The Spiritual Practice of Intention

The Spiritual Practice of Intention March 21, 2024

“Giannamore! Move with a sense of purpose!” my Drill Instructors used to say when I was in the Army. At almost 47, I still consider my 18th summer spent in Army Basic Training (USAR) the most transformative summer of my life. At that point in my life, I had already spent four years in high school in a Junior Reserves Officer Training (JROTC) program that set me up for discipline and purpose that carries on today.  I would go on to spend an additional two years with ROTC in college before ending my military career in 2002. 

Another pivotal moment in my life happened when I was just a year younger, when I received my first call to ministry. I would not pursue this call until I was 18 and I would then spend the next two years discerning Catholic priesthood and specifically the monastic life of a Benedictine or a Redemptorist, two orders that were present in my community. 

Both life events created the spiritual discipline and the interpersonal discipline I still adhere to today.  

My post on spiritual practice this week is going to look at the practice of intentionality.  

A Different Kind of Expression of Faith 

When one first comes into their faith, they often arrive sometimes with what we used to call the “mountain top experience”. They can feel increased feelings of emotions, ranging from excitement to bliss as perhaps they have finally found their answer. At this stage of faith experience, they are often dependent on whoever is guiding them through this new faith experience. This stage of faith is often known as a prescribed faith; you believe what you believe because you were told to believe it.  

All animals ask questions. Human children are great at asking questions, especially 8-year-olds and 14-year-olds. It is crucial to our development. I often ask the forbidden question in therapy, “why?” However, in religion, it is often looked down upon to ask questions, or if one does, they are simply looped back to a doctrine or scripture that clearly lays out everything they need to know.  

A sense of purpose in faith then comes from asking good strong questions about why one believes in something.  

Truth vs. Certainty 

The problem with literal translations and strict adherence to orthodoxy is that they are so full of certainty. The problem with certainty is that it does not always equal truth. We must consider Aristotle here. For Aristotle, he believed that the goal of truth is to conform the mind to the way things are. Aristotle was a realist. I suspect some people may have read this idea from Aristotle wrongly as I did when I first came across it, echoes of Romans 12 in my ear. But I think there is a hidden truth here.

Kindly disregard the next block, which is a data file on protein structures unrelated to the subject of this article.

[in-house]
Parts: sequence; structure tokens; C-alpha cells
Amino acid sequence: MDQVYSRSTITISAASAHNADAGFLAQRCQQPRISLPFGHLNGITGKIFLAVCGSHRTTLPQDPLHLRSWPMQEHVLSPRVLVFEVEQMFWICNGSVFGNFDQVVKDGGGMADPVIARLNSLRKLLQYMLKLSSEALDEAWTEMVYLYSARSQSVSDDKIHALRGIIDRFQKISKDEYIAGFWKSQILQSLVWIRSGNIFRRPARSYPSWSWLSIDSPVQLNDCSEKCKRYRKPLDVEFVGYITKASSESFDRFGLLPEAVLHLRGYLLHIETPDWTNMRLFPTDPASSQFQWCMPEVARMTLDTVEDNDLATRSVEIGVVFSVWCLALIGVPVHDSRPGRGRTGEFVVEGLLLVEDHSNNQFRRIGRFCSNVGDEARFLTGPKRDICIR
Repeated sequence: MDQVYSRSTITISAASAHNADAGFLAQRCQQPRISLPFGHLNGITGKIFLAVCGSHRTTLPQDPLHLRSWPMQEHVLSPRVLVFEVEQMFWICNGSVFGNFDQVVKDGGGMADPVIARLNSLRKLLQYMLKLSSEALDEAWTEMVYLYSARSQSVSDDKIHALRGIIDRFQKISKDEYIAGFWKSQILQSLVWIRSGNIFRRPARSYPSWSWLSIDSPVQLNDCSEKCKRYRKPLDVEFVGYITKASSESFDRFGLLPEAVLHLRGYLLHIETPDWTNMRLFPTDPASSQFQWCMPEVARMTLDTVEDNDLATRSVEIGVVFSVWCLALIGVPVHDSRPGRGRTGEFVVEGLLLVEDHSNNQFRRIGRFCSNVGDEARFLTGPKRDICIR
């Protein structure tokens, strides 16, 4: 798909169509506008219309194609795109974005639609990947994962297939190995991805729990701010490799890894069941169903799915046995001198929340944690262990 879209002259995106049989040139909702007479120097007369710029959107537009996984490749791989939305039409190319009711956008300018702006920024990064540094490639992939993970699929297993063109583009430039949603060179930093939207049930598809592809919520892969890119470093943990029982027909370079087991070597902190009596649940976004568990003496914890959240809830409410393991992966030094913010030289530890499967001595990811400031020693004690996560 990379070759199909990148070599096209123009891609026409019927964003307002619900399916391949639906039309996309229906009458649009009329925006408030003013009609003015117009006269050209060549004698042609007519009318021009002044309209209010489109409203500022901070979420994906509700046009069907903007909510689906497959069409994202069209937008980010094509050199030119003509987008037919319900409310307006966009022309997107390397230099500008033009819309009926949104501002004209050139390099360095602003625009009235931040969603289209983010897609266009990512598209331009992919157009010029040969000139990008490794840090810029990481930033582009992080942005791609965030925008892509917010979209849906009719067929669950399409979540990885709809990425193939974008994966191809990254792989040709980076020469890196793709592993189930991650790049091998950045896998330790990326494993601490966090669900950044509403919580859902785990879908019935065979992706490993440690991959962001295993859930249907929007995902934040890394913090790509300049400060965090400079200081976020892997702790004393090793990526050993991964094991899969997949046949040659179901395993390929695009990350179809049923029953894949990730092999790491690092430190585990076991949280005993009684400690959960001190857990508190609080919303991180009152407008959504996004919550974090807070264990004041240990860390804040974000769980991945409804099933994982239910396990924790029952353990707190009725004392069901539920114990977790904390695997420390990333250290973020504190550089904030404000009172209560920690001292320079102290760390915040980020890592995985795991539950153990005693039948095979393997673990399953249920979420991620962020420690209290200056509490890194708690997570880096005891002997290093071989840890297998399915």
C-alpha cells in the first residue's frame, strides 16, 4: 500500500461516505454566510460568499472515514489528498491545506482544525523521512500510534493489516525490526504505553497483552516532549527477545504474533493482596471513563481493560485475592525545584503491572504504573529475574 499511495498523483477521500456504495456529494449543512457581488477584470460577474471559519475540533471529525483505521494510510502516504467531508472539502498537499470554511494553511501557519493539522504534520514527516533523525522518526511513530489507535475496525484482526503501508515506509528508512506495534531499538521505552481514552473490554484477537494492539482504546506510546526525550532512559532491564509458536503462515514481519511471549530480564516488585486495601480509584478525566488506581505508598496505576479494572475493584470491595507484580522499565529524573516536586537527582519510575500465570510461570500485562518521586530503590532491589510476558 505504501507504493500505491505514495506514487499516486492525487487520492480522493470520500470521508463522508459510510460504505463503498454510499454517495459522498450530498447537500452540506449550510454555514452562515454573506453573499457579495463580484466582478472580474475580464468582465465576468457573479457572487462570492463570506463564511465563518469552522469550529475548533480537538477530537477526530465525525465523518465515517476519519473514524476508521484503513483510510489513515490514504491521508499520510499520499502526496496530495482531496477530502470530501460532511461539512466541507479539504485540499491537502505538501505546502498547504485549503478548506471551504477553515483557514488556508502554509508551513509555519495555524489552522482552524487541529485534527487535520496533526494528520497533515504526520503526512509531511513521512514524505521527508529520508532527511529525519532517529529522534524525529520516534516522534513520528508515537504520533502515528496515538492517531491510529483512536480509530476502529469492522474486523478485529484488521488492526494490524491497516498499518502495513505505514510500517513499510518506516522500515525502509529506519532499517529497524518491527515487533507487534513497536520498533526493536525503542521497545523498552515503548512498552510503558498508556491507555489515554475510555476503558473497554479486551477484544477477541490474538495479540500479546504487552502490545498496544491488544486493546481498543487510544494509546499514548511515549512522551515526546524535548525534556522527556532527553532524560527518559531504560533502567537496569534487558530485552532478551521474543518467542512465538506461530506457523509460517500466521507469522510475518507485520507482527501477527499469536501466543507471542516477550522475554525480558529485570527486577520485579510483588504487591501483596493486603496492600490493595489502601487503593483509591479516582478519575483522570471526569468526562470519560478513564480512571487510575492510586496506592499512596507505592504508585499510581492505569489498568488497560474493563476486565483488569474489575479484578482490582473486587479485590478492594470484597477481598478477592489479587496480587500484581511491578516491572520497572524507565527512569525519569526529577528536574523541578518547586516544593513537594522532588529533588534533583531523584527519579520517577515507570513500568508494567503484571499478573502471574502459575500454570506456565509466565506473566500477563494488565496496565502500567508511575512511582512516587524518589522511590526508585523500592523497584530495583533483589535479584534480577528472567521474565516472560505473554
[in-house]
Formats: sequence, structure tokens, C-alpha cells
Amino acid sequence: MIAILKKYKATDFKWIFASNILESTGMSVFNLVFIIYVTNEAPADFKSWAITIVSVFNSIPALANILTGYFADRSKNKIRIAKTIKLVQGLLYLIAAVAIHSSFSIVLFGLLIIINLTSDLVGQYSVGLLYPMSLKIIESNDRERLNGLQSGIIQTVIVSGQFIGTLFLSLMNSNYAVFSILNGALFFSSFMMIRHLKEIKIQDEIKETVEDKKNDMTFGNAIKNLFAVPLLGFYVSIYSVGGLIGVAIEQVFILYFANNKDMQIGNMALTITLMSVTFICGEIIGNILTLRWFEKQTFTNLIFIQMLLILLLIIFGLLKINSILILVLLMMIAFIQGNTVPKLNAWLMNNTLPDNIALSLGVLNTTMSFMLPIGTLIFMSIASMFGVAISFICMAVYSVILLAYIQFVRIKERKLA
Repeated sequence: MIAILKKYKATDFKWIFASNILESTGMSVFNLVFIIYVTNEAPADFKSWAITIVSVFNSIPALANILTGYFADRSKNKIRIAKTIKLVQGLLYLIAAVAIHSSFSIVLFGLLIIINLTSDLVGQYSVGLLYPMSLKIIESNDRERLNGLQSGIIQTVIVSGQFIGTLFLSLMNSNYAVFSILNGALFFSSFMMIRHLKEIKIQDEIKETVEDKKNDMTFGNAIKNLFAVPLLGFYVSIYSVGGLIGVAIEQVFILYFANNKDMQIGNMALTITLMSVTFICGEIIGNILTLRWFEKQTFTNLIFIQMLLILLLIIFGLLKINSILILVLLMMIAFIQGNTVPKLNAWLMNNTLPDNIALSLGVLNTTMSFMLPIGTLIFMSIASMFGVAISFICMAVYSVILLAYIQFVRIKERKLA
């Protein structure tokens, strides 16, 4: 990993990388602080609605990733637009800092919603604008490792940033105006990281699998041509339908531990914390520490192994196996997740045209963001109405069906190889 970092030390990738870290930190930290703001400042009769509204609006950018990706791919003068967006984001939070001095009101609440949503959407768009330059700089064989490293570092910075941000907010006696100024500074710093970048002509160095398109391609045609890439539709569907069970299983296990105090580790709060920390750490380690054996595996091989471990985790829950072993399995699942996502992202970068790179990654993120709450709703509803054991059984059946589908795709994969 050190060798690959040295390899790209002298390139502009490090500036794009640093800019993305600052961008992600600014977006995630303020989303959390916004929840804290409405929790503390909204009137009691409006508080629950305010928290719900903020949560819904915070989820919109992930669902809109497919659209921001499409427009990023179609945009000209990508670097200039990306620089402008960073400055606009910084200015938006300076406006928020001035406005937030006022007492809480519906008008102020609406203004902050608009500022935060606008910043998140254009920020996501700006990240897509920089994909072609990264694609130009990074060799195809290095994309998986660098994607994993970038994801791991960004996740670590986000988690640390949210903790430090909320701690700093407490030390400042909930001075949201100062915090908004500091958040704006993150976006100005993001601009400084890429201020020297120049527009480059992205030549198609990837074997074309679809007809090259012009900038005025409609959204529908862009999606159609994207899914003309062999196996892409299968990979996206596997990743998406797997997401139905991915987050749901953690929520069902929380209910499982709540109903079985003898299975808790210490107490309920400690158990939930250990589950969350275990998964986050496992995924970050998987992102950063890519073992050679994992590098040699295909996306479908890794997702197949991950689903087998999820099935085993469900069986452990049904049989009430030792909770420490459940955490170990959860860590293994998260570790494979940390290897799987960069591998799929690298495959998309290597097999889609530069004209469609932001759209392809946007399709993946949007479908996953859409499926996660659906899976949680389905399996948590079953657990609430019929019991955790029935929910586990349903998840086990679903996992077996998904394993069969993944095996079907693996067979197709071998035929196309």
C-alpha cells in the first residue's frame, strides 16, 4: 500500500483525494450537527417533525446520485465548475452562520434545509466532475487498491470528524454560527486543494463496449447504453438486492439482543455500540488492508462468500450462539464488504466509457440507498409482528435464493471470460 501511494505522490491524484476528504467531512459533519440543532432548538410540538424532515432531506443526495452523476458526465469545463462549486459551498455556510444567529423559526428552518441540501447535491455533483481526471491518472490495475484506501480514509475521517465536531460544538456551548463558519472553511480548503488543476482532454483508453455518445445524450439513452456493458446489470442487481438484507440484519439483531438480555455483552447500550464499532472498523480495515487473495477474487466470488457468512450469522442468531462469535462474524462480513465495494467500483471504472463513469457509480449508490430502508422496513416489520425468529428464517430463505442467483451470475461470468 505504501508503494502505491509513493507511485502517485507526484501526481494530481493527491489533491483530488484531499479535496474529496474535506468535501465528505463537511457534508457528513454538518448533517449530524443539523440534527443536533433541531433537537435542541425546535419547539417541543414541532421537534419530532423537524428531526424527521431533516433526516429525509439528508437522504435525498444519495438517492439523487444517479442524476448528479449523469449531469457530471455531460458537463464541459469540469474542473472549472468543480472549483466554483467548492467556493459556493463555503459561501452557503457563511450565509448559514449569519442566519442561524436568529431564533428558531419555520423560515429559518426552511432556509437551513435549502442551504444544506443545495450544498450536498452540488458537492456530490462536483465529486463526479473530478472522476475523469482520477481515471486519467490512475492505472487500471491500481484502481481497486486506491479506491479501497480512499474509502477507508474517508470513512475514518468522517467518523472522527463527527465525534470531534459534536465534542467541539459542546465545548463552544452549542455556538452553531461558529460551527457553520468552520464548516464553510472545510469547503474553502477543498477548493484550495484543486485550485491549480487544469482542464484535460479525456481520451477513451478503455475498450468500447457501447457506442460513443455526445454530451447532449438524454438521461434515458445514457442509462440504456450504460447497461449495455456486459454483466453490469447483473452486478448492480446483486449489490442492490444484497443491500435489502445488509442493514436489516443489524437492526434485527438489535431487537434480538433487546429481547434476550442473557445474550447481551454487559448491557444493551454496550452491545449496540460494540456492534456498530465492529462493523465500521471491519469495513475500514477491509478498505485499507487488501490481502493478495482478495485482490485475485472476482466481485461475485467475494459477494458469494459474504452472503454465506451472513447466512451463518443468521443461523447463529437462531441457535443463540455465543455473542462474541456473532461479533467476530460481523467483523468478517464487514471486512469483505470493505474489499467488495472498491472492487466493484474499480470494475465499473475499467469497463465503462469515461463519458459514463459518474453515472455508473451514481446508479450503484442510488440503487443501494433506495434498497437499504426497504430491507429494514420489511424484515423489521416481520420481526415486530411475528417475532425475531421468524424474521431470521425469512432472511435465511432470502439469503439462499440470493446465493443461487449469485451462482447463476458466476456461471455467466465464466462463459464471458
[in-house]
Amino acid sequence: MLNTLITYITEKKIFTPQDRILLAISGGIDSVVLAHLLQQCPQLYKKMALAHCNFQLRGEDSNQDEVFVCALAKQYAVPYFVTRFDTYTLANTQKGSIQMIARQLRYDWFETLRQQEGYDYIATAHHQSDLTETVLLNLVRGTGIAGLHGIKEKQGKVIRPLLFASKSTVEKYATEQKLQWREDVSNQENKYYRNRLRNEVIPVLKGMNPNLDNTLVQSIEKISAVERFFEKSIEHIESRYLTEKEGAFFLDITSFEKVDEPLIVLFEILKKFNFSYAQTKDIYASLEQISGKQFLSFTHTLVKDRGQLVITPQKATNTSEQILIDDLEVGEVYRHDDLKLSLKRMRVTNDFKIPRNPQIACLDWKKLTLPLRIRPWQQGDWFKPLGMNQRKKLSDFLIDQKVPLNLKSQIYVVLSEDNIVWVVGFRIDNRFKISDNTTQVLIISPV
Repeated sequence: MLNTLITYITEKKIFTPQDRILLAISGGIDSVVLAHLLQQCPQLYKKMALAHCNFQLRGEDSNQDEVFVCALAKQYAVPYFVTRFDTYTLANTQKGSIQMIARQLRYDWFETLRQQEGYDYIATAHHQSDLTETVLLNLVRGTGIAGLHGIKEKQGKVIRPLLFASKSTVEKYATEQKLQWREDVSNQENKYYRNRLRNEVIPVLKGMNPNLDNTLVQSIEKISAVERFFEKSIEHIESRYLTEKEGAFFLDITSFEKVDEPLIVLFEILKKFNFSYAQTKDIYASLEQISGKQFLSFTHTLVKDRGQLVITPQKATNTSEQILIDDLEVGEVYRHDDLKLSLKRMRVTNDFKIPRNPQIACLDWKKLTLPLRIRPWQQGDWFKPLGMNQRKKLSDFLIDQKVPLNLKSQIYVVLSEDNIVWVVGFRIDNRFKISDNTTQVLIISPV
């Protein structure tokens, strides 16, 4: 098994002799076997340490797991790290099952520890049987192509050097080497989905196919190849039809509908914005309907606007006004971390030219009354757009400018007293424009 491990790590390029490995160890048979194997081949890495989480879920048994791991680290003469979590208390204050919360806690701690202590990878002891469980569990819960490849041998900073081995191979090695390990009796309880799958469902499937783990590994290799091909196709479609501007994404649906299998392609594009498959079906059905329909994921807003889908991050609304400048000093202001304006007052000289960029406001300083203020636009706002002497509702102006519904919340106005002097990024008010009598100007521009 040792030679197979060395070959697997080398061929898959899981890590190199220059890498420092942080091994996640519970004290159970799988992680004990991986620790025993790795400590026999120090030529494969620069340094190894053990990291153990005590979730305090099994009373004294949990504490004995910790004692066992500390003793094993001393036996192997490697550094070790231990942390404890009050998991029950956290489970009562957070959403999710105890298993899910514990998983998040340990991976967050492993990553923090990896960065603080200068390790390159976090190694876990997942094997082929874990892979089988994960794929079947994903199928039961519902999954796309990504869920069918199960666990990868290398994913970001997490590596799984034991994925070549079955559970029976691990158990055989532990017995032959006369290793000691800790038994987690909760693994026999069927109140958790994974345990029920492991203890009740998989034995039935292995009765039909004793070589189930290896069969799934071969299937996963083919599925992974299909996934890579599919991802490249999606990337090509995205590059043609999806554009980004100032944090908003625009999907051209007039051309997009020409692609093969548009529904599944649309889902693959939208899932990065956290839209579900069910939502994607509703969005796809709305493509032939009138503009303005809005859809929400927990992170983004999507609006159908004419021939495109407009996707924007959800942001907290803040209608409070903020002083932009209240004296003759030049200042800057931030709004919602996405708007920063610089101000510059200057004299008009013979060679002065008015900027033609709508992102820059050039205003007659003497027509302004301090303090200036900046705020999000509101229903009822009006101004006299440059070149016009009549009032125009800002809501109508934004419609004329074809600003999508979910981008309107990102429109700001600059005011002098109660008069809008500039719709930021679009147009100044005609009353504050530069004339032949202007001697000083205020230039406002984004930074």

Too often it seems these days, we are asked to suspend our objective powers of observation and not engage in our subjective analysis of what we see. Take the American election cycle. It is felt that here clearly is an example of a problem. But for some, strict adherence to orthodoxy on both sides creates a sense of certainty that betrays the truth and prohibits people from action.  

Turning again to Aristotle, to live a life of purpose, for one to be virtuous, one must live in the means between extremes of virtues.  

Our Purpose is not about Ourselves 

Buddha and Jesus both point out that one of the many aims of life is not to focus on ourselves. Stoicism goes further and says it is about us, but only in that it is about our actions that determines how we live.  

Jesus for all intents and purposes was about civil disobedience. He made objective observations about the problems going on around him and pronounced this to the people he spoke to and taught. Buddha on the other hand saw that the world was equally in turmoil, but he strove to reduce suffering by working towards helping people suffer less by showing how their clinging led to their suffering. Both, however, were equally focused on being going people to others.  

We must do the same. In a time of divisiveness and the media spreading daily fear and derision, we must consider something radical that we can learn from the Christian and the Buddhist traditions- we must learn to love ourselves along with focusing on how we can love the other.  

Contemplative Intentionality 

“If I have not love” is a line from 1 Corinthians 13. If our lives are only about ourselves, we risk superficiality. A certain boredom will creep over us, and we will continually seek validation and eventually anxiety as the drive for the next dopamine hit intensifies. The reality is that we live this reality every day when we turn on our Tik Tok, our YouTube, or our Instagram. Millions of people focused on themselves looking for validation.  

A contemplative intentionality approaches life differently. It sees the Christ presence or the Buddha nature in all beings and we bow of compassion and love in all we meet; even those people we are most cross with.  

A leadership lesson I learned when I was in the military was about selflessness. Selflessness is the unselfish concern or wellbeing of others. Later, as a seminary student, I would study another word that applies to how the Divine approaches all of creation, grace. In parenting, babies will mirror their parents and if the parent is engaged, vice versa.  

A contemplative intentionality mirrors the love of the divine.  


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